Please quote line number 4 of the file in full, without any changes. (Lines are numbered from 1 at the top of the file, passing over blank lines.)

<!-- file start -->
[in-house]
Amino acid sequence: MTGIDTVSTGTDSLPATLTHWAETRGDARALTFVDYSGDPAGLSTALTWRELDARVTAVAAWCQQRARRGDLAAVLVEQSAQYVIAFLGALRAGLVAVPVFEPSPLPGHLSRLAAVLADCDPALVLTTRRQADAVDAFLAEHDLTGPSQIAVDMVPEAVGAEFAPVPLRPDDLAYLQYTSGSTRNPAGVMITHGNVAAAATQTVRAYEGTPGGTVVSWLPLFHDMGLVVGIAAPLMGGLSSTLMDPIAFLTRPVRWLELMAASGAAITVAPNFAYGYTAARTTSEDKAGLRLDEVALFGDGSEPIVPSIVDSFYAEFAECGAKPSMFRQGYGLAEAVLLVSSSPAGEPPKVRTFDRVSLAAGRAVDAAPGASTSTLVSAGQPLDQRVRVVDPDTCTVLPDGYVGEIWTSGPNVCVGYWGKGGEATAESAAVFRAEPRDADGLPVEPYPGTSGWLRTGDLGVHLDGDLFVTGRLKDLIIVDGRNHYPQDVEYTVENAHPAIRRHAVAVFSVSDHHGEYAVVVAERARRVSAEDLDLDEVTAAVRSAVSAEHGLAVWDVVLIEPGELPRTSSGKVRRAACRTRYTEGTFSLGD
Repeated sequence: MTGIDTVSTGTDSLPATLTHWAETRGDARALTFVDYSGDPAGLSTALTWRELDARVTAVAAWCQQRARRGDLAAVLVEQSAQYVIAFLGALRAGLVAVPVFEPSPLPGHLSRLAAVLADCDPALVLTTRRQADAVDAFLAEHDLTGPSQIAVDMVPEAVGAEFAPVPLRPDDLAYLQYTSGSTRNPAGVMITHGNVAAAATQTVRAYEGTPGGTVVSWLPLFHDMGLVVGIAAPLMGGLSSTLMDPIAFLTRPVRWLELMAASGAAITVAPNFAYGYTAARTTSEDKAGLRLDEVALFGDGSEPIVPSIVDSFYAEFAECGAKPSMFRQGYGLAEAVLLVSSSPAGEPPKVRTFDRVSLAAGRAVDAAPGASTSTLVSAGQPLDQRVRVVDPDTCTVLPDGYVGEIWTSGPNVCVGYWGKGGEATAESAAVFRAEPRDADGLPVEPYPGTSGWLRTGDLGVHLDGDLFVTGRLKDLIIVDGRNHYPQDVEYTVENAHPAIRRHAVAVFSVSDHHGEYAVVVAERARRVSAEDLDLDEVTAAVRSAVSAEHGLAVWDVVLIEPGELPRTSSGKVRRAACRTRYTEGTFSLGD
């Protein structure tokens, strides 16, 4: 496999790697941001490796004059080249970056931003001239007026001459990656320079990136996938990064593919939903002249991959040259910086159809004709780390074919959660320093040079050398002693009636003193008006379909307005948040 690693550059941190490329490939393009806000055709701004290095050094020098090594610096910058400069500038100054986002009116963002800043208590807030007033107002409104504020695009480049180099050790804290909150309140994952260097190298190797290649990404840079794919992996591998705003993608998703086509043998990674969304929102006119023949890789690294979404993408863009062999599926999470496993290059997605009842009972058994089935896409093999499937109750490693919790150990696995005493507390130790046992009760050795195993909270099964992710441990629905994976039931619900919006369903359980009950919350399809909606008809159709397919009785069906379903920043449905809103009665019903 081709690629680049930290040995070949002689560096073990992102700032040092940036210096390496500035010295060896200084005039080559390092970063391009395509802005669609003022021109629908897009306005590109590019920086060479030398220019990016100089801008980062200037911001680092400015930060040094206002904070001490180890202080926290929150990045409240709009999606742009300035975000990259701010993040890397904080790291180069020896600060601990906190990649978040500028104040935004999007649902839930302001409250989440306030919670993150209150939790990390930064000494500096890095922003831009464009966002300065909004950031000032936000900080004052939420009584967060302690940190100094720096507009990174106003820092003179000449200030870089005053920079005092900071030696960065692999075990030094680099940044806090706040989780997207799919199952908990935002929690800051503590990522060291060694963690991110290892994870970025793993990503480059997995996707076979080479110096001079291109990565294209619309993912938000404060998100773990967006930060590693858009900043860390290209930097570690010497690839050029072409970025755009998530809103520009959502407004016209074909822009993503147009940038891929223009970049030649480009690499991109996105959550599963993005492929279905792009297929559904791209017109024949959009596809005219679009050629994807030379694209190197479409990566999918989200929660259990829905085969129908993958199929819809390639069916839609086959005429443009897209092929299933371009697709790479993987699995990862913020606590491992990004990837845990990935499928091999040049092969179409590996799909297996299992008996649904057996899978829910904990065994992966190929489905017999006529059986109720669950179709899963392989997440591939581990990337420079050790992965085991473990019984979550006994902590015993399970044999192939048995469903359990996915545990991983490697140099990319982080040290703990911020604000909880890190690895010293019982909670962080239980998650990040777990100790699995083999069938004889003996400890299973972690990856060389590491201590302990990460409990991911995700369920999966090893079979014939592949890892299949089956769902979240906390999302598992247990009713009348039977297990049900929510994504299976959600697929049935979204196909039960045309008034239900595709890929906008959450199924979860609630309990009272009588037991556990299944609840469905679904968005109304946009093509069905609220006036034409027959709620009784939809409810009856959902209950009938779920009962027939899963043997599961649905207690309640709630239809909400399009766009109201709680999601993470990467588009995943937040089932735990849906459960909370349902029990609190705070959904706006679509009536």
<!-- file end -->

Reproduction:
């Protein structure tokens, strides 16, 4: 496999790697941001490796004059080249970056931003001239007026001459990656320079990136996938990064593919939903002249991959040259910086159809004709780390074919959660320093040079050398002693009636003193008006379909307005948040 690693550059941190490329490939393009806000055709701004290095050094020098090594610096910058400069500038100054986002009116963002800043208590807030007033107002409104504020695009480049180099050790804290909150309140994952260097190298190797290649990404840079794919992996591998705003993608998703086509043998990674969304929102006119023949890789690294979404993408863009062999599926999470496993290059997605009842009972058994089935896409093999499937109750490693919790150990696995005493507390130790046992009760050795195993909270099964992710441990629905994976039931619900919006369903359980009950919350399809909606008809159709397919009785069906379903920043449905809103009665019903 081709690629680049930290040995070949002689560096073990992102700032040092940036210096390496500035010295060896200084005039080559390092970063391009395509802005669609003022021109629908897009306005590109590019920086060479030398220019990016100089801008980062200037911001680092400015930060040094206002904070001490180890202080926290929150990045409240709009999606742009300035975000990259701010993040890397904080790291180069020896600060601990906190990649978040500028104040935004999007649902839930302001409250989440306030919670993150209150939790990390930064000494500096890095922003831009464009966002300065909004950031000032936000900080004052939420009584967060302690940190100094720096507009990174106003820092003179000449200030870089005053920079005092900071030696960065692999075990030094680099940044806090706040989780997207799919199952908990935002929690800051503590990522060291060694963690991110290892994870970025793993990503480059997995996707076979080479110096001079291109990565294209619309993912938000404060998100773990967006930060590693858009900043860390290209930097570690010497690839050029072409970025755009998530809103520009959502407004016209074909822009993503147009940038891929223009970049030649480009690499991109996105959550599963993005492929279905792009297929559904791209017109024949959009596809005219679009050629994807030379694209190197479409990566999918989200929660259990829905085969129908993958199929819809390639069916839609086959005429443009897209092929299933371009697709790479993987699995990862913020606590491992990004990837845990990935499928091999040049092969179409590996799909297996299992008996649904057996899978829910904990065994992966190929489905017999006529059986109720669950179709899963392989997440591939581990990337420079050790992965085991473990019984979550006994902590015993399970044999192939048995469903359990996915545990991983490697140099990319982080040290703990911020604000909880890190690895010293019982909670962080239980998650990040777990100790699995083999069938004889003996400890299973972690990856060389590491201590302990990460409990991911995700369920999966090893079979014939592949890892299949089956769902979240906390999302598992247990009713009348039977297990049900929510994504299976959600697929049935979204196909039960045309008034239900595709890929906008959450199924979860609630309990009272009588037991556990299944609840469905679904968005109304946009093509069905609220006036034409027959709620009784939809409810009856959902209950009938779920009962027939899963043997599961649905207690309640709630239809909400399009766009109201709680999601993470990467588009995943937040089932735990849906459960909370349902029990609190705070959904706006679509009536």